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eISSN: 2374-6920

Proteomics & Bioinformatics

Opinion Volume 2 Issue 1

Are human biomarker studies always more valuable than animal ones?

Youhe Gao

Department of Biochemistry and Molecular Biology, Beijing Normal University, China

Correspondence: Youhe Gao, Department of Biochemistry and Molecular Biology, Beijing Normal University, Gene Engineering and Biotechnology Beijing Key Laboratory, Beijing, 100875, P. R. of China

Received: January 16, 2015 | Published: January 21, 2015

Citation: Gao Y. Are human biomarker studies always more valuable than animal ones? MOJ Proteomics Bioinform. 2015;2(1):14. DOI: 10.15406/mojpb.2015.02.00035

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In biomarker discovery study, are experiments with more human clinical samples always more valuable than the ones with fewer animal model samples?

Biomarker study is to search for the changes associated with the disease. The key words are changes and association. Since we are looking for changes, we want to look at the place where there are full of changes. Theoretically urine accumulates more changes than blood, where changes are minimized by homeostasis mechanisms of the body.1 The problem of looking for changes in urine is there are too many changes. The difficulty is not to find changes, but to find the definitive association with the disease. When there are too many factors can affect urine, using big data strategy to sort out all the factors known and unknown, and to find association with disease is time and money consuming, even unfeasible most of the time. We can handle a lot more experiments and a lot more data now, but not that much yet. Instead, limiting the factors to minimal can be more effective and realistic in finding the true association.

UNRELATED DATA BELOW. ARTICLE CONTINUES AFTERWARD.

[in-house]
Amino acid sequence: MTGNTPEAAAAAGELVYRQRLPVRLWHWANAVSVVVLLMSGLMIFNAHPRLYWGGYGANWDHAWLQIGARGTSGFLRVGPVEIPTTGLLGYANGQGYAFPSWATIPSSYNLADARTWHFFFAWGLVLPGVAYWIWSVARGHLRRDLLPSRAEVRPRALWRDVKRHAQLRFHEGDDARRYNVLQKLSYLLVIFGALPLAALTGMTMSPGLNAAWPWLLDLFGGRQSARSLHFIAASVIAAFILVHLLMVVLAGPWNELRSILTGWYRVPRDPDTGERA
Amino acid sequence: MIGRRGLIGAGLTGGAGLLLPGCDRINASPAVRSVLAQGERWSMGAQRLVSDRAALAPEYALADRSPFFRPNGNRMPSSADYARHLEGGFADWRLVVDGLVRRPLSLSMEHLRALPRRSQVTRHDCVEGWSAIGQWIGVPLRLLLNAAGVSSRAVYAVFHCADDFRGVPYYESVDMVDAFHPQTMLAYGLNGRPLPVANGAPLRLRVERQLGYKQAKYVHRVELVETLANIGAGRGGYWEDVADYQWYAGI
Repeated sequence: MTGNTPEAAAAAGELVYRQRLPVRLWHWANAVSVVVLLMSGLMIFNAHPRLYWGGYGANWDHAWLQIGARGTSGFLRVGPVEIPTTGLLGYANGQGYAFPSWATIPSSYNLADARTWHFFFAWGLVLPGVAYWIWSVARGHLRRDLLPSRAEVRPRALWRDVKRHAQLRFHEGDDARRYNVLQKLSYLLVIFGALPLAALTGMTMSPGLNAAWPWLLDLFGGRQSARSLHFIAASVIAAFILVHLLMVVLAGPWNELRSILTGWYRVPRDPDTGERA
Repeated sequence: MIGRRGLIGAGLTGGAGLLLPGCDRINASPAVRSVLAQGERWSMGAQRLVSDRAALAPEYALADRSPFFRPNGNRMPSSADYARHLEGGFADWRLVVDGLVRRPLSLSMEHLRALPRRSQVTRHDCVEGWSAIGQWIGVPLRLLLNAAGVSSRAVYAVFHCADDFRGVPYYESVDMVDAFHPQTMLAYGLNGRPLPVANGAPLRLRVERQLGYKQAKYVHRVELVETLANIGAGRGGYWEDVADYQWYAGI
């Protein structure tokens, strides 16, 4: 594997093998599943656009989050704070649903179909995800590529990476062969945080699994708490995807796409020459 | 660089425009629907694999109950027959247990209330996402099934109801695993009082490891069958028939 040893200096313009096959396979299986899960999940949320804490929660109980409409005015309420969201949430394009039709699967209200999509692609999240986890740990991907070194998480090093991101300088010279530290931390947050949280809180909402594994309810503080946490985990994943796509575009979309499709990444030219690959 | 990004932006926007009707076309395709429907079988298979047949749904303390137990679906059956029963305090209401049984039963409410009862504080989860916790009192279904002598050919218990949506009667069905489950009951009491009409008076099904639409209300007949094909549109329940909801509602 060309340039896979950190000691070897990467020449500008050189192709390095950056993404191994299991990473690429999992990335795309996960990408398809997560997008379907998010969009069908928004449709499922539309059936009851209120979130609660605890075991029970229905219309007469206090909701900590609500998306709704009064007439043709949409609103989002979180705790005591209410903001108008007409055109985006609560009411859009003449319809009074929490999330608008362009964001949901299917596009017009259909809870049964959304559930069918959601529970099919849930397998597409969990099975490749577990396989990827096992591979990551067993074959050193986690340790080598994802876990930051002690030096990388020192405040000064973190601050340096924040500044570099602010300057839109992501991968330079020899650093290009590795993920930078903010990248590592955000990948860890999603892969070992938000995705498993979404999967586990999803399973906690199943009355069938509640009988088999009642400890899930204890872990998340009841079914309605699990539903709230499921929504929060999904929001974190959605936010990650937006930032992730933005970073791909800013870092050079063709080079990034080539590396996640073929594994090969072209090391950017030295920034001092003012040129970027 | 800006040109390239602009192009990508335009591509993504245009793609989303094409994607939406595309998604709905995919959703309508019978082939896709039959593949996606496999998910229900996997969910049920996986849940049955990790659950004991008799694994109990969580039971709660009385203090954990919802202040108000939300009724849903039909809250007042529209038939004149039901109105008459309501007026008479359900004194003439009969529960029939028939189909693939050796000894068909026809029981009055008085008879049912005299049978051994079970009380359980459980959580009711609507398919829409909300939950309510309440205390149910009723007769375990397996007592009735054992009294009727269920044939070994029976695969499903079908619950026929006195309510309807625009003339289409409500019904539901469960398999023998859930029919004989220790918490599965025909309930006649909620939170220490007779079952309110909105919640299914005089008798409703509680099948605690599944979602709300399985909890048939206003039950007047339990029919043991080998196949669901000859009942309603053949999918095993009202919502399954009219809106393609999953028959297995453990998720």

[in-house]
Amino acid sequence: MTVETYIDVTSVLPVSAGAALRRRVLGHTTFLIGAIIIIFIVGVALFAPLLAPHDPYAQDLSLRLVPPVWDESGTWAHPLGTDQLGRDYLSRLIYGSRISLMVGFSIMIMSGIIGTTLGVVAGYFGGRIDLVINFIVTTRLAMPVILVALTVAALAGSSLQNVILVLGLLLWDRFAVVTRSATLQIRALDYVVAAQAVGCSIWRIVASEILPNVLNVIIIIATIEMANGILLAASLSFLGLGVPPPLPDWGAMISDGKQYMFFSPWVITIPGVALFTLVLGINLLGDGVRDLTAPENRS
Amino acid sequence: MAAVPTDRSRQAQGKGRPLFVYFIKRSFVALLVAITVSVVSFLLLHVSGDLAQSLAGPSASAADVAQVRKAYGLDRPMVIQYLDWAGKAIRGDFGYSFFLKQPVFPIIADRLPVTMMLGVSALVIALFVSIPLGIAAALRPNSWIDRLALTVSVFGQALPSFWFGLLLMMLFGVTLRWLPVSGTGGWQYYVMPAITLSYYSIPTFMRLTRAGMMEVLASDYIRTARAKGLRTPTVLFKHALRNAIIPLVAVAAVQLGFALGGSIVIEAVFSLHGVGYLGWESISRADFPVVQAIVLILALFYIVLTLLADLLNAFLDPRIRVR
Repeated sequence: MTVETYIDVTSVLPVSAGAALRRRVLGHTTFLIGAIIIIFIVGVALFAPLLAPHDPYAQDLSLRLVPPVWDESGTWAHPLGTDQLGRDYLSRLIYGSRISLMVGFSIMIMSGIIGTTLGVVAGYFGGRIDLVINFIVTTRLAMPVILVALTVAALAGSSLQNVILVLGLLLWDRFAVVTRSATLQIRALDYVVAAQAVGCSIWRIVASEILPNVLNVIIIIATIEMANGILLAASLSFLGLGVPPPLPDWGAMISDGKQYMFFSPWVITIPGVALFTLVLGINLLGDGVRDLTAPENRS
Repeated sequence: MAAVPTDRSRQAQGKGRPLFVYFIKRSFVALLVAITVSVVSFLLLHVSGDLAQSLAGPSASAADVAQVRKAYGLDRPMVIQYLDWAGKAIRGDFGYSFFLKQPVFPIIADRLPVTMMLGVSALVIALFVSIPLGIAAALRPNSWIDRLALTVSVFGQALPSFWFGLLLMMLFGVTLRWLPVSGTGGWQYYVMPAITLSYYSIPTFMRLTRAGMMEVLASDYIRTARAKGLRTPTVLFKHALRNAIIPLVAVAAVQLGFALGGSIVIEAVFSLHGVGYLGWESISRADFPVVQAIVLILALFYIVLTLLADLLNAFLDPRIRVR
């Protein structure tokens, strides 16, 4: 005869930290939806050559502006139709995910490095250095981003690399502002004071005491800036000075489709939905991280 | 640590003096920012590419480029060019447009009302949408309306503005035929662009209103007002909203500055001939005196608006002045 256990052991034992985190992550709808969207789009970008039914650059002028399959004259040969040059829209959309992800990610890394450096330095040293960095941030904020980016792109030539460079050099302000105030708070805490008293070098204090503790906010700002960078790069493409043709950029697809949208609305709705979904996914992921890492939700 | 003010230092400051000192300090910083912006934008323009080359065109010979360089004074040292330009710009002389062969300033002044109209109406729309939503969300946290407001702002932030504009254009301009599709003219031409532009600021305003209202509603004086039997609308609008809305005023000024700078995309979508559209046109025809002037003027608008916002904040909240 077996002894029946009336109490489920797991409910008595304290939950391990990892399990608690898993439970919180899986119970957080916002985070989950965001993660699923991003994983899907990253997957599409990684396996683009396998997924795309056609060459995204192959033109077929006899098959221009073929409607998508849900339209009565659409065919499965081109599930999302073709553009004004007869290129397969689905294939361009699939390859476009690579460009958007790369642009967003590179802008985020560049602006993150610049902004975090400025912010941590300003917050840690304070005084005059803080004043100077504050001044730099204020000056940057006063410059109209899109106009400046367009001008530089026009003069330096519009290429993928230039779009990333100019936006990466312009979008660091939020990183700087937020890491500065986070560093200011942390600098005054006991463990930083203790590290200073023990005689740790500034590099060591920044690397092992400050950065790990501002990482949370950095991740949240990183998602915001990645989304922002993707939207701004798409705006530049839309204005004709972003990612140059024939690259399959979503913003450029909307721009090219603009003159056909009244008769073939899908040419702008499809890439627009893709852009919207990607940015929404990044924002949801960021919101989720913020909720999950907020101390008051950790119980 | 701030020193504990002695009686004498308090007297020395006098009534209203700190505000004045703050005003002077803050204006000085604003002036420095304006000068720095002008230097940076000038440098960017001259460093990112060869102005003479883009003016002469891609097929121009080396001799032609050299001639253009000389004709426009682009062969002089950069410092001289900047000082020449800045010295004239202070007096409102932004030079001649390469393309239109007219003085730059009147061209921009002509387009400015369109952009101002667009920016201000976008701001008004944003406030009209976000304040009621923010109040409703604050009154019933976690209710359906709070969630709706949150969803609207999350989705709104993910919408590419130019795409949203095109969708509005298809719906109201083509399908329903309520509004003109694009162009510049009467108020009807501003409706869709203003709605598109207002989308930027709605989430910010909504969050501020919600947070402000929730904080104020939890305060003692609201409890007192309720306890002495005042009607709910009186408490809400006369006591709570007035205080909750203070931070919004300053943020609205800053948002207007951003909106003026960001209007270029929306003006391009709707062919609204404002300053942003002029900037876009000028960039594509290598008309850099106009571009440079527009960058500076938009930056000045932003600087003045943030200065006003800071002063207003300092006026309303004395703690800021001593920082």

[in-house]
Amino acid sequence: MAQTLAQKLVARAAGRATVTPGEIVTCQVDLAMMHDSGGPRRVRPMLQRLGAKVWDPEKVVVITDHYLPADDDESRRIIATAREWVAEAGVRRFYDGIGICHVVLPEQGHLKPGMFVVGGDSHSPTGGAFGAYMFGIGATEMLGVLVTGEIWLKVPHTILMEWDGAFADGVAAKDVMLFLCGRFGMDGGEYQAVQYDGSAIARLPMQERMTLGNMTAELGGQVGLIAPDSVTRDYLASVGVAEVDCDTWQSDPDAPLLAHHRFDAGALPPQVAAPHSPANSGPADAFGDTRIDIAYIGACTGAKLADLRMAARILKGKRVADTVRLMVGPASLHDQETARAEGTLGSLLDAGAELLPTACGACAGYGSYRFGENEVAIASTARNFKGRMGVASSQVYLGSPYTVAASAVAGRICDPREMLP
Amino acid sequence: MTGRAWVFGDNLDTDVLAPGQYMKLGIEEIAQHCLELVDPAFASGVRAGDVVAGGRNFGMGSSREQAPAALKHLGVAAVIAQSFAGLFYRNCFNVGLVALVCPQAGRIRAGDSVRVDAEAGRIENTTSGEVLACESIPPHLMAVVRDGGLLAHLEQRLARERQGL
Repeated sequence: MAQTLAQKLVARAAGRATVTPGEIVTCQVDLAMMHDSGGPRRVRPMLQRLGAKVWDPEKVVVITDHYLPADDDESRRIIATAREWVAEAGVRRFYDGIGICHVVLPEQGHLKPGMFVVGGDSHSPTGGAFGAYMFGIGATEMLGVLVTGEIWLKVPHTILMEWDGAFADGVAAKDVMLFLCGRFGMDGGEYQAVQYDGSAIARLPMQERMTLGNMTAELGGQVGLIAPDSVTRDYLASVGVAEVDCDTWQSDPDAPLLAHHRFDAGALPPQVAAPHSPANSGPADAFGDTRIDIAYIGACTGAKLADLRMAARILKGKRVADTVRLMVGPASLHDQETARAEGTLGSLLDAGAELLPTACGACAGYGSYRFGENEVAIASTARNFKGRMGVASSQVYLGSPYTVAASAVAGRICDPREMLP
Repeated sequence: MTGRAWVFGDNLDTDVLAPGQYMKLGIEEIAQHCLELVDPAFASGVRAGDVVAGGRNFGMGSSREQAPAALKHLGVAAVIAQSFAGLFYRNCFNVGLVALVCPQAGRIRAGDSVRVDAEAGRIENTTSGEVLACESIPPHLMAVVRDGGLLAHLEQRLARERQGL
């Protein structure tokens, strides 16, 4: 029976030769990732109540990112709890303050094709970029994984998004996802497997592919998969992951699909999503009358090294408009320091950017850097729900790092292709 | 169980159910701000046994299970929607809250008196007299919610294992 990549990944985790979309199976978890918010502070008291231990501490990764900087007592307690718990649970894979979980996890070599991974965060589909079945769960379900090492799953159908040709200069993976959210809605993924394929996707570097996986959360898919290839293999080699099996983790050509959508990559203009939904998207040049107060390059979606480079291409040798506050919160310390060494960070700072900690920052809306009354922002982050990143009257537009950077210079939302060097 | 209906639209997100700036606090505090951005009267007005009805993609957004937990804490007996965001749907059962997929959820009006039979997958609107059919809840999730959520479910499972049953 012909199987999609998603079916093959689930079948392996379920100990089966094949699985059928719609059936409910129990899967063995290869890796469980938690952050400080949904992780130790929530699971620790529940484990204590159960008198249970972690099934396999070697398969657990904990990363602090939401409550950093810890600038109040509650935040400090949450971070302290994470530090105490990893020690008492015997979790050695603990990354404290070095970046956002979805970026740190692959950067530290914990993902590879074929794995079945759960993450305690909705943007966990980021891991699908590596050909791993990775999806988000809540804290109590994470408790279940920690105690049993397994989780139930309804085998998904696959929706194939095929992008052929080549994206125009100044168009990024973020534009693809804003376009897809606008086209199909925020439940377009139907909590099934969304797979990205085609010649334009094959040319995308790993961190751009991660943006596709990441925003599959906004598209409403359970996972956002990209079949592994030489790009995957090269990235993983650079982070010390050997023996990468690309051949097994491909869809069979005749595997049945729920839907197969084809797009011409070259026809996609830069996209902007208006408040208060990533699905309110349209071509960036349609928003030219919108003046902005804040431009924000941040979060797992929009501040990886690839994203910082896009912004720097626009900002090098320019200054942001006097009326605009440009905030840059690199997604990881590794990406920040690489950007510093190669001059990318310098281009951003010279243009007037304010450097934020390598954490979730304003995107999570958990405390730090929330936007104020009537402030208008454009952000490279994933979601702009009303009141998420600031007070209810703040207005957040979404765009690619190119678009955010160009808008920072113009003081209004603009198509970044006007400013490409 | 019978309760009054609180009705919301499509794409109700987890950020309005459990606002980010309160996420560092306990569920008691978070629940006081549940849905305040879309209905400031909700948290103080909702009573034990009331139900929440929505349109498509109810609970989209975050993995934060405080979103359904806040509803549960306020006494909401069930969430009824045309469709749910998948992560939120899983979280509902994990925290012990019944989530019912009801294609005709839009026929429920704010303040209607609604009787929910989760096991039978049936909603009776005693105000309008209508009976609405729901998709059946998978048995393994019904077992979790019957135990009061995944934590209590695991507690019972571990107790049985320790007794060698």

Studying with clinical samples has always been considered more superior than the study with animal model. They are easier accepted by famous journal in the field. No doubt it holds the ultimate pass to the bedside. But in discovery phase, we can let the disease in animal develop without medication which is impossible to do clinically. We can control what the animals to eat to drink and where to live, which is almost impossible to do in real life. If those factors do not affect the potential biomarkers at all, it is fine to search with clinical samples. But even changes of physiological condition and medication2,3 will be reflected in urine. Studies using animal model even with fewer sample size may establish the association with the disease better than studies with even more clinical samples. It simply has few factor involved.

People always argue that animal models are not the real disease. They are not real indeed. But they are somewhat similar to the disease. For biomarker study, we don’t need to be exactly the same. It would be great as long as we find the potential biomarkers associated with the pathophysiological features in the model that are similar to the disease. And we can always try different models for the same disease to cover the features that previous model missed.

Of course, animal model and human clinical samples are both necessary in biomarker studies. But I hope that both editors and reviewers can give a second thought when evaluating manuscripts in discovery phase, to see which studies have fewer factors involved and which ones give the more definitive ASSOCIATION with the disease instead of to merely see which ones have the bigger number of samples and if the results are from clinical samples.



Conflict of interest

The author declares no conflict of interest.


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©2015 Gao. This is an open access article distributed under the terms of the, which permits unrestricted use, distribution, and build upon your work non-commercially.